Tuesday, September 4, 2018

Eliminate rogue KMS with ConfigMgr


A friend of mine came to me as he noticed he had several KMS servers in his environment, yet should only have the one as he also has ADBA setup for the newer Operating Systems. In digging it turns out these others were Windows 7 laptops. We are guessing the users did something to try and change Editions perhaps but definitely intentional. Instead of putting in tickets with his support team we chose to fix it via ConfigMgr ourself. Note this was a focused case so did not spend much time at all to make it more automatic so some expectations were made. If this issue resurfaces I'll do something with compliance settings to really automatically handle.

First off you can find out who is advertising as KMS by doing a SRV record lookup in DNS for _vlmcs._tcp.mydomain.com. nslookup is easiest, though you can use the DNS tool in RSAT and dig down via Forward Lookup Zones | mydomain.com | _tcp | and you'll see all _vlmcs.* records.

 C:\Users\kevinfason>nslookup  
 Default Server: UnKnown  
 Address: 10.1.1.10  
 > set type=srv  
 > _vlmcs._tcp.mydomain.com  
 Server: MYDNSSERVER  
 Address: 10.1.1.10  
 _vlmcs._tcp.tuffshed.com    SRV service location:  
      priority    = 0  
      weight     = 0  
      port      = 1688  
      svr hostname  = realkmsserver.mydomain.com  
 _vlmcs._tcp.tuffshed.com    SRV service location:  
      priority    = 0  
      weight     = 0  
      port      = 1688  
      svr hostname  = badkmsserver.mydomain.com  


First thing we did was remove the bad records from DNS leaving only the one good one. Since it was only a few systems acting up we created a collection and added these hosts as direct members. Then created a package with the following script to run on them and rerun weekly. Eventually, they went away. We kept an eye on the DNS records and removed as needed which was one time.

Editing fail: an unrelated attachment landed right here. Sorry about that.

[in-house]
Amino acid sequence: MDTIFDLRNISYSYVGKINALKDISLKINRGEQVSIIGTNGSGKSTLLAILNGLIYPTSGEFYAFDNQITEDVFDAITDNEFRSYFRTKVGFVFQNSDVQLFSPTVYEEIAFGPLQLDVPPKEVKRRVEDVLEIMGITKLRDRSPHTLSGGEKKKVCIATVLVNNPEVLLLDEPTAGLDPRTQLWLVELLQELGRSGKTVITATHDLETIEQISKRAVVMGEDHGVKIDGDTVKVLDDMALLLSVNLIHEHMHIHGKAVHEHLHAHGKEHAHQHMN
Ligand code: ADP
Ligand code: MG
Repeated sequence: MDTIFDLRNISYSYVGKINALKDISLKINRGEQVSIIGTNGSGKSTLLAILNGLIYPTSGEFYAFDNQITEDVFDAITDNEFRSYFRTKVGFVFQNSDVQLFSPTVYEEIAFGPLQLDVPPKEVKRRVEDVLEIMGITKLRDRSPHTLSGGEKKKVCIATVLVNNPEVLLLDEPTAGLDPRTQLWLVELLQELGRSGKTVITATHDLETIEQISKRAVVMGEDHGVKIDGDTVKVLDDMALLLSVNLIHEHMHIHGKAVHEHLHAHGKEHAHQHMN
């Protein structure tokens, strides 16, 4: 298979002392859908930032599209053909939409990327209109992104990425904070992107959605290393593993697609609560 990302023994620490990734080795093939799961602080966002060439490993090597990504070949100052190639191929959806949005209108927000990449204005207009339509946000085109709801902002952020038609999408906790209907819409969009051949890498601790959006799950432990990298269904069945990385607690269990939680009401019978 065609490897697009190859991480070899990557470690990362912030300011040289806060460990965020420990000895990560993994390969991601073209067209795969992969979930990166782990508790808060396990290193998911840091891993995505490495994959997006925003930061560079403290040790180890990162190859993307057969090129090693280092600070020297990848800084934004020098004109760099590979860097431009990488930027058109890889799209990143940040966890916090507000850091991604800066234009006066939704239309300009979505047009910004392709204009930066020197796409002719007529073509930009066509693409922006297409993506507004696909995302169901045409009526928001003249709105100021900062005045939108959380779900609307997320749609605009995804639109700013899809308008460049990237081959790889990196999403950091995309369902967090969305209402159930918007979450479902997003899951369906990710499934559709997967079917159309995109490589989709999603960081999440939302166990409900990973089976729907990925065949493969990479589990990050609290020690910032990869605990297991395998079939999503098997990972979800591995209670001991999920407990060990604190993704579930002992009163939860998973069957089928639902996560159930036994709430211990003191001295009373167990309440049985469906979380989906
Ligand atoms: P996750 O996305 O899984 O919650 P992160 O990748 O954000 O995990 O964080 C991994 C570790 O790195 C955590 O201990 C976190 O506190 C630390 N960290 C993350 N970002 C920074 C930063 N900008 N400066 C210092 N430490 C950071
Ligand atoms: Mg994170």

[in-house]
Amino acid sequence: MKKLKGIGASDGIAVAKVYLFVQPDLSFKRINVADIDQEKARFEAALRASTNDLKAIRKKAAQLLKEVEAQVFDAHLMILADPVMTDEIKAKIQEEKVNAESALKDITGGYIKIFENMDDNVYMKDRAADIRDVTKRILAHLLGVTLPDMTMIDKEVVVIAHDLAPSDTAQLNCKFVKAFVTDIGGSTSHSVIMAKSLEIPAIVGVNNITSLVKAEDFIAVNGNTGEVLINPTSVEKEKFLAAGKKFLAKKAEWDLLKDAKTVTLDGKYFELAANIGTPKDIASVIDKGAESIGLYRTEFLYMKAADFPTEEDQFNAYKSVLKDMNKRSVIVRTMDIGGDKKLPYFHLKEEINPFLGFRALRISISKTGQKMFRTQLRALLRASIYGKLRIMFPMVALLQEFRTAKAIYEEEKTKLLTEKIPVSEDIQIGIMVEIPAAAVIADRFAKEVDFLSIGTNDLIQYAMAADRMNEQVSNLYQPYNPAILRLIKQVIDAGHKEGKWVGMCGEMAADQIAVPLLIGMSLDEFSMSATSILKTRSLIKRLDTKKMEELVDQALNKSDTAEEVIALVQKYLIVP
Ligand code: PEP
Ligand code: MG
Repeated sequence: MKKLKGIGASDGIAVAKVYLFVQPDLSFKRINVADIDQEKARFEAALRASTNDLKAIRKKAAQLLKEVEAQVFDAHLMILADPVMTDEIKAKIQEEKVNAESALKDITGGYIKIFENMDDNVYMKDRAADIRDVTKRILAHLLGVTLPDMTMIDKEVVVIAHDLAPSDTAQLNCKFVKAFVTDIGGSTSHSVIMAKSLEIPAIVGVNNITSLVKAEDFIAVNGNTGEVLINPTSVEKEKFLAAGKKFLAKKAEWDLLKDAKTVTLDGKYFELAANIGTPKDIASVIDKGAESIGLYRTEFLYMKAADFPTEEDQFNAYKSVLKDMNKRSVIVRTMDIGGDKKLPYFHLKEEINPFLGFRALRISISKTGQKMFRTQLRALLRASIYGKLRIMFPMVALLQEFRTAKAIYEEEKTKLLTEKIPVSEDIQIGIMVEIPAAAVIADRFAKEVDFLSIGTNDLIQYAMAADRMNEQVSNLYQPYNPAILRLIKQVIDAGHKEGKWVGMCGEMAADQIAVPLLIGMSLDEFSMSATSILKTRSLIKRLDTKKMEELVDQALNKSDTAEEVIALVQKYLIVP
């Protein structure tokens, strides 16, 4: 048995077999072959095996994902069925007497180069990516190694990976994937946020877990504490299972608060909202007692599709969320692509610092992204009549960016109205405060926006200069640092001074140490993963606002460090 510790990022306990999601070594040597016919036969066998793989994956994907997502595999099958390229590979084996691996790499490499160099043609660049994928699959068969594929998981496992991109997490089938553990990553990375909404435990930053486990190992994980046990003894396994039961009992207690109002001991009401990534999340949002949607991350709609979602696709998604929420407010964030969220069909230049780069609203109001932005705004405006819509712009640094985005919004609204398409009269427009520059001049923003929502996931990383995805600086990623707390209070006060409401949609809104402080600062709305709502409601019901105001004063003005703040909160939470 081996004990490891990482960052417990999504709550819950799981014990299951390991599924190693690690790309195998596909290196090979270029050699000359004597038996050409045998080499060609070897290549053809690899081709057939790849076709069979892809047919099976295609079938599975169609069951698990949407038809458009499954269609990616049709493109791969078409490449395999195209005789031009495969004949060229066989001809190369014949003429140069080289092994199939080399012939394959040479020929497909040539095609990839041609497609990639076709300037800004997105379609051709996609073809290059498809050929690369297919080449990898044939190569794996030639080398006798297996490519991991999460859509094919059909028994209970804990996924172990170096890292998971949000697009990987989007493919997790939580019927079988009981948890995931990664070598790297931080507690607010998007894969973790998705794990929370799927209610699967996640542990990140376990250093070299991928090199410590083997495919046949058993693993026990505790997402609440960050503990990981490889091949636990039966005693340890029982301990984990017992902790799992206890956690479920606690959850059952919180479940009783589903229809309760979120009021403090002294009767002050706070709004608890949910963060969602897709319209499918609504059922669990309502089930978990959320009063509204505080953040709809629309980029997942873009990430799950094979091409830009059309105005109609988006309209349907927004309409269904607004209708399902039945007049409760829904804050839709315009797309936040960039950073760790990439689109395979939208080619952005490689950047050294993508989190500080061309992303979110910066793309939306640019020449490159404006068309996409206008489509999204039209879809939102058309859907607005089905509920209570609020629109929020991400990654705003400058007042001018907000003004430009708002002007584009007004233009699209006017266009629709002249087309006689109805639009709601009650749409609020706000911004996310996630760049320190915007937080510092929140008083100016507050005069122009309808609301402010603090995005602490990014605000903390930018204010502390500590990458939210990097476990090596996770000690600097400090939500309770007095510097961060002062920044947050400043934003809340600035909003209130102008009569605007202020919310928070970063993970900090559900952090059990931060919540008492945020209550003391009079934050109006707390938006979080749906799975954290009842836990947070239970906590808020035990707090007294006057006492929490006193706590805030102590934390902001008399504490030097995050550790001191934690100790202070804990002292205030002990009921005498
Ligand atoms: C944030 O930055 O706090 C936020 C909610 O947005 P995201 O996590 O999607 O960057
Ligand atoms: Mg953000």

The script consists of several steps and its all ran via slmgr.vbs. The first step uninstalls whatever key the system has present:

 ECHO Uninstalling KMS Key  
 cscript %windir%\system32\slmgr.vbs /upk  
 ECHO.  

Next it installs the Windows 7 Pro KMS key that Microsoft provided:

 ECHO Installing KMS Setup Key for Windows 7 Pro  
 cscript %windir%\system32\slmgr.vbs /IPK FJ82H-XT6CR-J8D7P-XQJJ2-GPDD4  
 ECHO.  

We were lucky in that it was only some Windows 7 systems doing it however if it was other versions  we would have to detect the right OS so we use the correct KMS key. Since we were just using a shell script I was originally thinking of just using ver to pull it then an if-then statement for the /IPK step. Something similar to this.
 for /f "tokens=4-5 delims=. " %%i in ('ver') do set VERSION=%%i.%%j  

Since the system is now unlicensed we have it activate against the valid KMS.

 ECHO Activating the computer to KMS Server  
 cscript %windir%\system32\slmgr.vbs /ato  
 ECHO.  

Finally, we set the system to not report itself to DNS in case the user decides to do something like this again.

 ECHO Disable this machine from publishing itself as a KMS server in DNS  
 cscript %windir%\system32\slmgr.vbs /cdns  
 reg add "HKEY_LOCAL_MACHINE\SOFTWARE\Microsoft\Windows NT\CurrentVersion\SoftwareProtectionPlatform" /v DisableDnsPublishing /t REG_DWORD /d 1 /f  
 ECHO.  

Should this happen again I'll do something more intelligent to handle it. He also had some policy drawn up to invoke on the users via HR.

-Kevin

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